events through the selection of subjects with higher than average crash 
or near crash risk exposure.'' \4\ In order to achieve this goal, the 
100-car study selected a larger sample of drivers who were 18-25 years 
of age and who drove more than average.
---------------------------------------------------------------------------

    \3\ Dingus, T.A. et al. (2006). ``The 100-Car Naturalistic 
Driving Study, Phase II--Results of the 100-Car Field Experiment.'' 
DOT HS 810-593. Available online at: https://www.nhtsa.dot.gov/staticfiles/DOT/NHTSA/NRD/Multimedia/PDFs/Crash%20Avoidance/Driver%20Distraction/100CarMain.pdf. Neale et al. (2005). ``An 
Overview of the 100-Car Naturalistic Study and Findings.'' NHTSA 
Paper Number 05-0400. Available online at: https://www.nhtsa.dot.gov/staticfiles/DOT/NHTSA/NRD/Multimedia/PDFs/Crash%20Avoidance/Driver%20Distraction/100Car_ESV05summary.pdf.
    \4\ Neale et al., supra note 3.
---------------------------------------------------------------------------

    Additionally, the subjects were selected from the Northern 
Virginia/Washington, DC metropolitan area which offers primarily urban 
and suburban driving conditions, often in moderate to heavy traffic. 
This type of purposive sample served well the intentions of the study; 
however, it also created limitations on the application of the 
findings. The findings of the 100-car study cannot be generalized to 
represent the behavior of the nation's population or the potential 
causal factors for the crashes that occur across the nation's roadways.
    During the 100-car study, complete information was collected on 69 
crashes, 761 near-crashes, and 8,295 incidents. The encompassing term 
inattention was classified during this study as (1) Secondary task 
involvement, (2) fatigue, (3) driving-related inattention to the 
forward roadway, and (4) non-specific eye glance away from the forward 
roadway. Secondary task involvement is defined for the study as driver 
behavior that diverts the driver's attention away from the driving 
task; this may include talking on a cell phone, eating, talking to a 
passenger, and other distracting tasks. Results of the 100-car study 
indicate that secondary task distraction contributed to over 22 percent 
of all the crashes and near-crashes recorded during the study 
period.\5\ This study found that when a secondary task took the 
driver's eyes off of the road for more than 2.0 seconds (out of a 6.0-
second time interval), the odds of a crash or near-crash event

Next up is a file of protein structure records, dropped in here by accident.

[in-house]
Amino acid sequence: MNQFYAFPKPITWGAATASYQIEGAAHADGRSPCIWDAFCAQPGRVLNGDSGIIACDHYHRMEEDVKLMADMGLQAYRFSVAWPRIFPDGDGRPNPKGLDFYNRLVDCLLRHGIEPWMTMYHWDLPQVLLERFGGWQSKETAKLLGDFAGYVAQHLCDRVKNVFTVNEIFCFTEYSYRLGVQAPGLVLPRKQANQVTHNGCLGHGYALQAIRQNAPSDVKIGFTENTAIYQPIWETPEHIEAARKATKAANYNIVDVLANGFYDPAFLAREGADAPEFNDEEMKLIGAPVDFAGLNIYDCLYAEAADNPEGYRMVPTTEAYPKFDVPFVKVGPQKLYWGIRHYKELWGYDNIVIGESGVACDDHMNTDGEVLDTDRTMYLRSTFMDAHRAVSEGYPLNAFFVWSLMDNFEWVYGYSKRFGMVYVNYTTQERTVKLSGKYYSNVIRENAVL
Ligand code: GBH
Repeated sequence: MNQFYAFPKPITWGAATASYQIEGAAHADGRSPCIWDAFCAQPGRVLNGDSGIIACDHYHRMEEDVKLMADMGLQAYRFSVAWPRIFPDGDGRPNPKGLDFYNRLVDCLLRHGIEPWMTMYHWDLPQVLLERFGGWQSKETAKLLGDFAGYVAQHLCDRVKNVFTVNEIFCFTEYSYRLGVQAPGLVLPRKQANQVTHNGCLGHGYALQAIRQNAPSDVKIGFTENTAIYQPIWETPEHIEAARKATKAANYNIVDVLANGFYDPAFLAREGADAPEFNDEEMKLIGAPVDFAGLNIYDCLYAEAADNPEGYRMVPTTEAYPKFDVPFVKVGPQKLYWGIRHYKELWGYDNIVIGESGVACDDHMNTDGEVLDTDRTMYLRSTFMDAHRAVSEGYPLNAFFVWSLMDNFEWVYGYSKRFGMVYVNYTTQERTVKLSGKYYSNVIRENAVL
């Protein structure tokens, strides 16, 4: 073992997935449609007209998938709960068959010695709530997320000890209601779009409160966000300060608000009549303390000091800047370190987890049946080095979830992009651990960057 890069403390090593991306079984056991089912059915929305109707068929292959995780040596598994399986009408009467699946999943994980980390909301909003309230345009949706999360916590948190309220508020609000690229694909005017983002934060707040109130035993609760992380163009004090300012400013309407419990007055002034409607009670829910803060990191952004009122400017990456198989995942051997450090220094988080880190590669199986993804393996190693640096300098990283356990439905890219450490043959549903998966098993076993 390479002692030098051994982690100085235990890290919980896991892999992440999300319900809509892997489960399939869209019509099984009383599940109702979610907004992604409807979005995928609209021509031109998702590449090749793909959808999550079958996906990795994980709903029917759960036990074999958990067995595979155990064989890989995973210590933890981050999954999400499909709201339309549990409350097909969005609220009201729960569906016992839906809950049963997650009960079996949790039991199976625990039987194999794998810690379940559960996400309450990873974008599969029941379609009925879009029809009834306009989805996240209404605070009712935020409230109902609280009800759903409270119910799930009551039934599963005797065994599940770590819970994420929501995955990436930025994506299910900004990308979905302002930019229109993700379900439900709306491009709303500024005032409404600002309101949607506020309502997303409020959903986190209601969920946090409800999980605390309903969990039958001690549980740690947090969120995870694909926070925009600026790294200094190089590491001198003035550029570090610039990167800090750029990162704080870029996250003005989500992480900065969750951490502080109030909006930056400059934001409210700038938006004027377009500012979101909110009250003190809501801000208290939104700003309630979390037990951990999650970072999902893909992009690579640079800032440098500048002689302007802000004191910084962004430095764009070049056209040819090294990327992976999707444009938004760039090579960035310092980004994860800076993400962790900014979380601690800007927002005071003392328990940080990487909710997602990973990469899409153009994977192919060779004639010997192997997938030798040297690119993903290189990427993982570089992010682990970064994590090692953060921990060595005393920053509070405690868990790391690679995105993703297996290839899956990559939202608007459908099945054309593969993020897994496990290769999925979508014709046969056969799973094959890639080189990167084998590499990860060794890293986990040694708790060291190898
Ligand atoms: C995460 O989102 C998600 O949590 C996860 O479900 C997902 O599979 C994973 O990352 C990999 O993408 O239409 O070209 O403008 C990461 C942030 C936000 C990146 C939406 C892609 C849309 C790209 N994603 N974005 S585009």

occurring significantly increased.
---------------------------------------------------------------------------

    \5\ Klauer et al. (2006). ``The Impact of Driver Inattention on 
Near-Crash/Crash Risk: An Analysis Using the 100-Car Naturalistic 
Driving Study Data.'' DOT HS 810 594. Available online at: https://www.nhtsa.dot.gov/staticfiles/DOT/NHTSA/NRD/Multimedia/PDFs/Crash%20Avoidance/Driver%20Distraction/810594.pdf.
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3. National Occupant Protection Use Survey (NOPUS)
    NHTSA's annual survey of occupant protection also collects data on 
electronic device use. NOPUS provides the only probability-based 
observed data on driver electronic device use in the United States.\6\ 
Based on the sampling method of the survey, findings are representative 
of the nation as a whole. In 2008, it was estimated that about 6 
percent of all drivers were using hand-held cell phones while driving 
during daylight hours. This finding means that about 812,000 vehicles 
on the road at any given daylight moment were being driven by someone 
using a hand-held cell phone in 2008. Survey data from the previous 
year yielded an even higher figure: according to NOPUS, in 2007 about 
1,005,000 vehicles were being driven by someone using a hand-held cell 
phone at any given daylight moment.\7\ Another finding was that in both 
2007 and 2008 an estimated 11 percent of vehicles in a typical daylight 
moment were driven by someone who was using some type of electronic 
device, either hand-held or hands-free.\8\
---------------------------------------------------------------------------

    \6\ National Highway Traffic Safety Administration (2009). 
``Driver Electronic Device Use in 2008.'' DOT HS 811 184. Available 
online: https://www-nrd.nhtsa.dot.gov/Pubs/811184.PDF.
    \7\ National Highway Traffic Safety Administration (2008). 
``Driver Electronic Device Use in 2007.'' DOT HS 810 963. Available 
online at: https://www-nrd.nhtsa.dot.gov/Pubs/810963.PDF.
    \8\ NHTSA (2008) supra note 7 and NHTSA (2009) supra note 6.
---------------------------------------------------------------------------

4. Motor Vehicle Occupant Safety Survey (MVOSS)
    The MVOSS is a periodic national telephone survey on occupant 
protection issues. The most recent administration of the survey was in